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Custom PCL Separator File Example

This article was previously published under Q131714
This article has been archived. It is offered "as is" and will no longer be updated.
You may wish to create your own printer control language (PCL) separatorfile. This article provides you with an example after which you can patternyour own separator file.

This article includes the following sections:
  • Non-Annotated Separator File Text Example
  • Annotated Separator File Text Example
  • Description of Output From the Separator File Example
  • Separator File Command Summary
Additional references for more information on the structure of the PCLlanguage are listed at the end of this article.

NOTE: Microsoft is responsible for solving problems with the Windows NTseparator file processor, but not for developing custom printer-languagecode.
To create a separator file:
  1. Type or paste the text from the example below into an ASCII text file.
  2. Save the file to the print server hard disk drive.
  3. Reconfigure Print Manager to use the separator file:

    1. From the Printer menu, choose Properties.
    2. Choose Details.
    3. Type the path to the separator file in the Separator File text box.
    4. Choose OK, and then choose OK again.
  4. After you have test the file, modify it to meet your needs.

Non-Annotated Separator File Text Example

   \    \H1B\L%-12345X@PJL ENTER LANGUAGE=PCL   \H1B\L&l1T\0   \H1B\L(19U\H1B\L(s1p16v0s0b16602T   \H1B\L&a10L\L\LDate: \D\H1B\L&a60L\LJob: \I\H1B\L&a94L\LTime: \T   \9\5   \H1B\L(19U\H1B\L(s1p36v0s0b16602T   \H1B\L&a17L   \H5C\H5C\LServer\H5C\LShare   \9\6   \H1B\L(19U\H1B\L(s1p96v1s0b4116T   \H1B\L&a10L\N   \H1B\LE				

Annotated Separator File Text Example

Like most PCL separator files, this example contains a mix of separatorfile commands and PCL code. The individual PCL commands are a combinationof the value and the command. For example, 16v indicates a 16 point font.Only the last command in the PCL string should be capitalized (to indicatethe end of the command). Although there can be multiple PCL commands perline, each new command string must start with an <Esc> code.

NOTE: Some variable must be strung together in a specific order to functioncorrectly. For more information, see the PCL references mentioned at theend of this article.

The first line of any separator file is a delimiter character by itself. The separator file interpreter looks for the backslash (\) character on the first line, and uses it as the delimiter for its command strings in the rest of the separator file.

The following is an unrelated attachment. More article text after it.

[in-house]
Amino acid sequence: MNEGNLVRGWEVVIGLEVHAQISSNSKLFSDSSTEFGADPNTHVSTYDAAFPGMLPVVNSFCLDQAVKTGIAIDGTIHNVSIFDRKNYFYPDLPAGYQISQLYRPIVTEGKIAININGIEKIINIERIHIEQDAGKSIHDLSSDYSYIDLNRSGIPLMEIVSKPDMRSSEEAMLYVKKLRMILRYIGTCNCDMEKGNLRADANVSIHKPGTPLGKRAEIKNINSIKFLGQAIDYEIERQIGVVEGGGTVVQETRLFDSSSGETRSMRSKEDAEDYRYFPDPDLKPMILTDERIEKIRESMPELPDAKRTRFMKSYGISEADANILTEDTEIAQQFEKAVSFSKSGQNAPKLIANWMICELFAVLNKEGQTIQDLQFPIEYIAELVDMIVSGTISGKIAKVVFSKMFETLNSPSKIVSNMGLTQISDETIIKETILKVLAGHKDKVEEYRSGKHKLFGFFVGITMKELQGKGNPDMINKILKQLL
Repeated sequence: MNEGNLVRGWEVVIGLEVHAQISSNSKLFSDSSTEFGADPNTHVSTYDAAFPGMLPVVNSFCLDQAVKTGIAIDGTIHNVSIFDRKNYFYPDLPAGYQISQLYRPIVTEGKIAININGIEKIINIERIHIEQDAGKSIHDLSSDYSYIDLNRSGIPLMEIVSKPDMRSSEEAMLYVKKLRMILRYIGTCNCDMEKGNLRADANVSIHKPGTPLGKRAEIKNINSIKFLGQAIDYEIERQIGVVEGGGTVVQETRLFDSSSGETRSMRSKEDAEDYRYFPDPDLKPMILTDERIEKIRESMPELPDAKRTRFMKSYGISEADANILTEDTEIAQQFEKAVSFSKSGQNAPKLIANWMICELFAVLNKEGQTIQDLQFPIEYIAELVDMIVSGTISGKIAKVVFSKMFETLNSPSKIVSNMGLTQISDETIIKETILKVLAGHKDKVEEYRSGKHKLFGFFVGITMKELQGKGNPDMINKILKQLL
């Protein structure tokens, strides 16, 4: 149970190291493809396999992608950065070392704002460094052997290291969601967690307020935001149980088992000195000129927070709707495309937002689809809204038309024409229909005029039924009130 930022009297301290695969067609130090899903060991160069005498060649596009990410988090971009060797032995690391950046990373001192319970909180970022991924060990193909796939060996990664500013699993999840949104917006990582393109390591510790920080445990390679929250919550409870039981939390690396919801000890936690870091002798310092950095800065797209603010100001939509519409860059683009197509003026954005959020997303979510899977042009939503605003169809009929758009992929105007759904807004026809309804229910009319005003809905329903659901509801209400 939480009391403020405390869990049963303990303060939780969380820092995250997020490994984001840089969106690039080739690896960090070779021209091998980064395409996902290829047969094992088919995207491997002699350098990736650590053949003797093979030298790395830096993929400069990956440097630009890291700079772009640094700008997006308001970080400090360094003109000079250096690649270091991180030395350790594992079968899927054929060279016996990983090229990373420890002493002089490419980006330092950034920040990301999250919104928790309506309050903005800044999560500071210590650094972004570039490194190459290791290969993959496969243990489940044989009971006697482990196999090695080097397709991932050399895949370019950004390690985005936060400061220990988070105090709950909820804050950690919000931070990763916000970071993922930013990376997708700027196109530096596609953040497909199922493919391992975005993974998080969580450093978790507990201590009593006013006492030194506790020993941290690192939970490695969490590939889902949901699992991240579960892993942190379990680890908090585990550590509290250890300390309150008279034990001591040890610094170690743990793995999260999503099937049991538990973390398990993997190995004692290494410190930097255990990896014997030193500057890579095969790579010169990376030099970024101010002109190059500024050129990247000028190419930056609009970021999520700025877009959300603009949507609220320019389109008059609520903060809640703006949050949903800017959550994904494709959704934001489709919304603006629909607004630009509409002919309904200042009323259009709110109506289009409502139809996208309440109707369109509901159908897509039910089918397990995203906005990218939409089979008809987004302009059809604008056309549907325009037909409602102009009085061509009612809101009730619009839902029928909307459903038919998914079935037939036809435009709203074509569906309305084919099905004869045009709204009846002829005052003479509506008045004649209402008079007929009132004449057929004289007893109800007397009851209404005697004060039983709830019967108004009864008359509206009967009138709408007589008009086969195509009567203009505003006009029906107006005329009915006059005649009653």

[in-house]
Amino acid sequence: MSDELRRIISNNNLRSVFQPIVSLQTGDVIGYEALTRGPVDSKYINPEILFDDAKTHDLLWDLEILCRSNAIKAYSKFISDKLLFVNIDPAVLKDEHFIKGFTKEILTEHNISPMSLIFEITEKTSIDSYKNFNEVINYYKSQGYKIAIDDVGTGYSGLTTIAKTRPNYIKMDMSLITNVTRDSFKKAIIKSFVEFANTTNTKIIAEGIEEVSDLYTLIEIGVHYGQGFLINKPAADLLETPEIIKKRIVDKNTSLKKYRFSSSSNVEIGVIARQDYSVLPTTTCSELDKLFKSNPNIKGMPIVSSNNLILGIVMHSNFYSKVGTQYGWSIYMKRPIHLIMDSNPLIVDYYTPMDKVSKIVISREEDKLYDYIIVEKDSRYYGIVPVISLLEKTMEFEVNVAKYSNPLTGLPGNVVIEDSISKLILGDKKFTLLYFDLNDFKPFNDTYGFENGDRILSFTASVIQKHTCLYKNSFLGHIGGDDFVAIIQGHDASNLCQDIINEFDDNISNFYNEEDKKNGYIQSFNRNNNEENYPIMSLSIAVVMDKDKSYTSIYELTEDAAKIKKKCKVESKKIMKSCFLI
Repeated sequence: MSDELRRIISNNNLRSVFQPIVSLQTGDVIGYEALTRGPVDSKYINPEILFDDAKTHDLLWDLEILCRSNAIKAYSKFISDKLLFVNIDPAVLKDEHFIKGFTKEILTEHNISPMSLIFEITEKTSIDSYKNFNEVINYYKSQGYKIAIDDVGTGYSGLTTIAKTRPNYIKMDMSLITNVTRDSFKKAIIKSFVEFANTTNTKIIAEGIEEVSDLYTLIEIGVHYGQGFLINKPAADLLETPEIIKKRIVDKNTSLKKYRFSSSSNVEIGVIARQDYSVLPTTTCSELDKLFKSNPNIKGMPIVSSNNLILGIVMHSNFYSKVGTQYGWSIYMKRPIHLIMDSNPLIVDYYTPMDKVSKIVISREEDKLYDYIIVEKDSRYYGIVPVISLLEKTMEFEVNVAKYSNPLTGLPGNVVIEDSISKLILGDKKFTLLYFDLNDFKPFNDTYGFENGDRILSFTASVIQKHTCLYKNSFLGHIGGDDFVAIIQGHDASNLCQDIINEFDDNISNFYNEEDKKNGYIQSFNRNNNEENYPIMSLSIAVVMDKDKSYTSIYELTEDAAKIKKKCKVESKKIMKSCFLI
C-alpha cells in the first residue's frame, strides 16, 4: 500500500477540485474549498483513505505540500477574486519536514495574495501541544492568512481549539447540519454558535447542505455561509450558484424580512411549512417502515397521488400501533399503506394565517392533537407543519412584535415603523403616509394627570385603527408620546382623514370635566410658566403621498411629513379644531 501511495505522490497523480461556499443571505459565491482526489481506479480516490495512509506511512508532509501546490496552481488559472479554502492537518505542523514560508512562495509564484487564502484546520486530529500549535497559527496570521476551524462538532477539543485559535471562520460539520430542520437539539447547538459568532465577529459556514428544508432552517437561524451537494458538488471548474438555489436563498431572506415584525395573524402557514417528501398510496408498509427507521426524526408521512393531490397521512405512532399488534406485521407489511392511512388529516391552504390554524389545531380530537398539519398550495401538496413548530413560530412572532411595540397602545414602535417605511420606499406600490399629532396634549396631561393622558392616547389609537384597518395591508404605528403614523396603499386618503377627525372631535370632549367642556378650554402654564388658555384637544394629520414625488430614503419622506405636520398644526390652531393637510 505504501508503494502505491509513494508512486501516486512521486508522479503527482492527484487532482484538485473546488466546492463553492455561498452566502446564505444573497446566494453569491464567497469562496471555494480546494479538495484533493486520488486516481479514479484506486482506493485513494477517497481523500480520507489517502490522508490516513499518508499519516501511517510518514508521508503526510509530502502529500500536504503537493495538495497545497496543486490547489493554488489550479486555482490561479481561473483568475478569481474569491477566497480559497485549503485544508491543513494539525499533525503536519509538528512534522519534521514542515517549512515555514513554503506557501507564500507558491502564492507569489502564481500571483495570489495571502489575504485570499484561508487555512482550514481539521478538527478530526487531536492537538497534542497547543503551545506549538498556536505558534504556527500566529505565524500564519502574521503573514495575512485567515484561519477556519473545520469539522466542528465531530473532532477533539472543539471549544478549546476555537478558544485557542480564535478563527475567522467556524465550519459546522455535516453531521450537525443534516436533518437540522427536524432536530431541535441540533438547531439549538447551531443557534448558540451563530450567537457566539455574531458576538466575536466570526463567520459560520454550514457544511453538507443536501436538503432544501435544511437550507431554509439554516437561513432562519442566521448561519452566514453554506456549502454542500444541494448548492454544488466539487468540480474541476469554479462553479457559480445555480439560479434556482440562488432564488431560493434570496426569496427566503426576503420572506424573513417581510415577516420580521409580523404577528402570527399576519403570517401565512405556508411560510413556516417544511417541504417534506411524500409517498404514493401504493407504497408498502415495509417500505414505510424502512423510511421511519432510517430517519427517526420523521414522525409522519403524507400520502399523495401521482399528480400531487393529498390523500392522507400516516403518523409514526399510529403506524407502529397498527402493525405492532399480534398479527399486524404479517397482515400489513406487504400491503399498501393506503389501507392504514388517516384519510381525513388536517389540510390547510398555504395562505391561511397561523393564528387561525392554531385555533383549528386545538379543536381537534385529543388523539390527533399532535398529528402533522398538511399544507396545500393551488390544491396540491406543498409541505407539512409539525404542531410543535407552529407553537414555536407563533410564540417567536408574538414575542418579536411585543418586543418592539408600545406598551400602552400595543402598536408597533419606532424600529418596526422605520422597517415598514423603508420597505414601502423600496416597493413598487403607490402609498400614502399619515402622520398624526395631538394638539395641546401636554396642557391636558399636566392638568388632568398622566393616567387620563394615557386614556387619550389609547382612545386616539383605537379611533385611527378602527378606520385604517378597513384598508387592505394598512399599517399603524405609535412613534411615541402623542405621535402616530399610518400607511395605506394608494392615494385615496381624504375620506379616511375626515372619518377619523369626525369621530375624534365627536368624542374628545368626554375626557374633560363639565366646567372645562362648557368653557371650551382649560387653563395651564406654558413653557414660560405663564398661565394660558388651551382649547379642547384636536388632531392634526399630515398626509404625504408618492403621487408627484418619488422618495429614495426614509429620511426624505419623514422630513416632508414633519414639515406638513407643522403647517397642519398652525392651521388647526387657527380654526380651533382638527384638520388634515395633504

If you want to send printer language commands, and those commands include unprintable characters, you must send those characters by writing "\H" followed by the character's hexadecimal value. Because most PCL commands begin with an ESC character (hex value 0x1B) and are followed by printable text, many PCL separator file lines begin with \H1B, followed by \L, and then a literal string containing the rest of the PCL command. Remember that PCL commands are case sensitive. The line above tells HP print devices with multiple languages ("personalities") to switch to PCL.

This line toggles job separation and moves the cursor down one line.

There are two PCL commands in this line; the first sets the symbol set and the second sets the font spacing, size, and name:

<ESC>(19U sets symbol set to 19U (Windows 3.1 Latin 1)
<ESC>(s1p sets spacing to 1 (1=proportional, 0=fixed)
16v sets font size to 16 points
0s0b16602T sets font to Arial (Plain)

If you want to use a different symbol set, size, or font, you need to change this command (spacing is usually defined by the font, and is not configurable). To get a list of the available fonts on an HP 4 Si print device, use its front panel: from the TEST menu, choose the PCL TYPE LIST entry and push the ENTER key. The resulting pages include lines that provide the commands to set the font spacing and name. For example:

Arial Scale

<esc>(<xx><esc>s1p<yy>v0s0b16602T I 029

where <xx> represents an open box symbol designating "Symbol set" and <yy> represents a closed box symbol designating "Point size"

Note: You will see the above all on one line.

The <xx> box is a placeholder for the symbol set value. The example PCL command above sets this value to 19U; other useful values are 579L (Wingdings), 19M (Symbol), 10U (PC-8, code page 437), and 12U (PC-850, Multilingual). Symbol set lists are available in many printer user manuals, and in Appendix C of the PCL 5 Comparison Guide (available from Hewlett-Packard).

The <yy> box is a placeholder for the point size.

\H1B\L&a10L\LDate: \D\H1B\L&a60L\LJob: \I\H1B\L&a94L\LTime: \T
The PCL command <ESC>&a#L sets the horizontal cursor position on the current line to column #. This line positions the Date:, Job:, and Time: labels horizontally at columns 10, 60, and 94, respectively, and prints the current date, the job number, and the time after their respective labels.

This line moves the cursor position down 14 lines. The \n separator file command moves the cursor down n lines. Although n must be a single digit (0 through 9) number, you can move nine lines, and then five lines, to move a total of 14 lines.